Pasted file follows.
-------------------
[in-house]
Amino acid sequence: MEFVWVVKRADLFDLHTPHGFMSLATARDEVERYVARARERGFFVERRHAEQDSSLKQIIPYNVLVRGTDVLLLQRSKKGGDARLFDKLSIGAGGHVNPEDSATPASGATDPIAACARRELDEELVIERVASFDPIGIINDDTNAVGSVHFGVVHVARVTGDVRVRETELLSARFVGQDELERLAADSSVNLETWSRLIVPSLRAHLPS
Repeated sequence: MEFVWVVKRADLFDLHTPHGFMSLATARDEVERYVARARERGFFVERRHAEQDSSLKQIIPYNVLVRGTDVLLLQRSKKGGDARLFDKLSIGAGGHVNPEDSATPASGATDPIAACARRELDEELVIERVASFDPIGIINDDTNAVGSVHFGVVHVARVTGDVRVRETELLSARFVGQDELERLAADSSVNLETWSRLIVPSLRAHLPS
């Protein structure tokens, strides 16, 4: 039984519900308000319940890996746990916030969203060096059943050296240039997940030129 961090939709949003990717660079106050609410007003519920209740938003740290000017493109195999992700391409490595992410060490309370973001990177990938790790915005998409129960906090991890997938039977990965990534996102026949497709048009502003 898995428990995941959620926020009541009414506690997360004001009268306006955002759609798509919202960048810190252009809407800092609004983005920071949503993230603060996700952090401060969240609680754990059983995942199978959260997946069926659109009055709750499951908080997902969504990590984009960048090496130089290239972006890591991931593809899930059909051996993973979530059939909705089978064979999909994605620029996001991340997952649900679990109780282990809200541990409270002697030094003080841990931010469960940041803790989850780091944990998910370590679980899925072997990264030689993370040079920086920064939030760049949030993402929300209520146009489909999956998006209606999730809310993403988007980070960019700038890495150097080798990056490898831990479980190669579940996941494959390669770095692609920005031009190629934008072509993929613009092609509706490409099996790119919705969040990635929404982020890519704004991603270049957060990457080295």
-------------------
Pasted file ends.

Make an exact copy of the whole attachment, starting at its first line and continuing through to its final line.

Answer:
[in-house]
Amino acid sequence: MEFVWVVKRADLFDLHTPHGFMSLATARDEVERYVARARERGFFVERRHAEQDSSLKQIIPYNVLVRGTDVLLLQRSKKGGDARLFDKLSIGAGGHVNPEDSATPASGATDPIAACARRELDEELVIERVASFDPIGIINDDTNAVGSVHFGVVHVARVTGDVRVRETELLSARFVGQDELERLAADSSVNLETWSRLIVPSLRAHLPS
Repeated sequence: MEFVWVVKRADLFDLHTPHGFMSLATARDEVERYVARARERGFFVERRHAEQDSSLKQIIPYNVLVRGTDVLLLQRSKKGGDARLFDKLSIGAGGHVNPEDSATPASGATDPIAACARRELDEELVIERVASFDPIGIINDDTNAVGSVHFGVVHVARVTGDVRVRETELLSARFVGQDELERLAADSSVNLETWSRLIVPSLRAHLPS
């Protein structure tokens, strides 16, 4: 039984519900308000319940890996746990916030969203060096059943050296240039997940030129 961090939709949003990717660079106050609410007003519920209740938003740290000017493109195999992700391409490595992410060490309370973001990177990938790790915005998409129960906090991890997938039977990965990534996102026949497709048009502003 898995428990995941959620926020009541009414506690997360004001009268306006955002759609798509919202960048810190252009809407800092609004983005920071949503993230603060996700952090401060969240609680754990059983995942199978959260997946069926659109009055709750499951908080997902969504990590984009960048090496130089290239972006890591991931593809899930059909051996993973979530059939909705089978064979999909994605620029996001991340997952649900679990109780282990809200541990409270002697030094003080841990931010469960940041803790989850780091944990998910370590679980899925072997990264030689993370040079920086920064939030760049949030993402929300209520146009489909999956998006209606999730809310993403988007980070960019700038890495150097080798990056490898831990479980190669579940996941494959390669770095692609920005031009190629934008072509993929613009092609509706490409099996790119919705969040990635929404982020890519704004991603270049957060990457080295």